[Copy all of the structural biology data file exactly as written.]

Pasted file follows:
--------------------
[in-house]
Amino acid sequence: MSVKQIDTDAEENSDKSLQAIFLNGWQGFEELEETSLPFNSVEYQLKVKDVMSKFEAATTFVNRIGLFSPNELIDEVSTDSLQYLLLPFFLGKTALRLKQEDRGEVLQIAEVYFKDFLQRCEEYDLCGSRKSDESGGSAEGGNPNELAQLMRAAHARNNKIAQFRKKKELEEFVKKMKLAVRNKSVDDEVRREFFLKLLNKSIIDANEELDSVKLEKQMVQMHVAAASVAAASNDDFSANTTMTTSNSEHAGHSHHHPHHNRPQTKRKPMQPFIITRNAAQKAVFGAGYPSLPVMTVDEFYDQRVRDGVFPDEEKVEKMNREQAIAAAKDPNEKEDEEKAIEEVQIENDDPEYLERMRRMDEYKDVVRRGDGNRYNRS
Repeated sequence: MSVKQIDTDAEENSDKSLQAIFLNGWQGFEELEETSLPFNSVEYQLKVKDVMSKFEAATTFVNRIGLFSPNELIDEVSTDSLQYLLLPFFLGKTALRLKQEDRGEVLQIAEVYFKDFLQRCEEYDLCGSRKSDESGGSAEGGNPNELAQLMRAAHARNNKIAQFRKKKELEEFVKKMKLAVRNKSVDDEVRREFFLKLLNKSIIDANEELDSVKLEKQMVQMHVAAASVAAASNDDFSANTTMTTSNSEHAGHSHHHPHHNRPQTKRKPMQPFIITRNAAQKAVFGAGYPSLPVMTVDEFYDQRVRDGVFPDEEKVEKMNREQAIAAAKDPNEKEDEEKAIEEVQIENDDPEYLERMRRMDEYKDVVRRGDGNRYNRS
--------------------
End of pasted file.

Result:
[in-house]
Amino acid sequence: MSVKQIDTDAEENSDKSLQAIFLNGWQGFEELEETSLPFNSVEYQLKVKDVMSKFEAATTFVNRIGLFSPNELIDEVSTDSLQYLLLPFFLGKTALRLKQEDRGEVLQIAEVYFKDFLQRCEEYDLCGSRKSDESGGSAEGGNPNELAQLMRAAHARNNKIAQFRKKKELEEFVKKMKLAVRNKSVDDEVRREFFLKLLNKSIIDANEELDSVKLEKQMVQMHVAAASVAAASNDDFSANTTMTTSNSEHAGHSHHHPHHNRPQTKRKPMQPFIITRNAAQKAVFGAGYPSLPVMTVDEFYDQRVRDGVFPDEEKVEKMNREQAIAAAKDPNEKEDEEKAIEEVQIENDDPEYLERMRRMDEYKDVVRRGDGNRYNRS
Repeated sequence: MSVKQIDTDAEENSDKSLQAIFLNGWQGFEELEETSLPFNSVEYQLKVKDVMSKFEAATTFVNRIGLFSPNELIDEVSTDSLQYLLLPFFLGKTALRLKQEDRGEVLQIAEVYFKDFLQRCEEYDLCGSRKSDESGGSAEGGNPNELAQLMRAAHARNNKIAQFRKKKELEEFVKKMKLAVRNKSVDDEVRREFFLKLLNKSIIDANEELDSVKLEKQMVQMHVAAASVAAASNDDFSANTTMTTSNSEHAGHSHHHPHHNRPQTKRKPMQPFIITRNAAQKAVFGAGYPSLPVMTVDEFYDQRVRDGVFPDEEKVEKMNREQAIAAAKDPNEKEDEEKAIEEVQIENDDPEYLERMRRMDEYKDVVRRGDGNRYNRS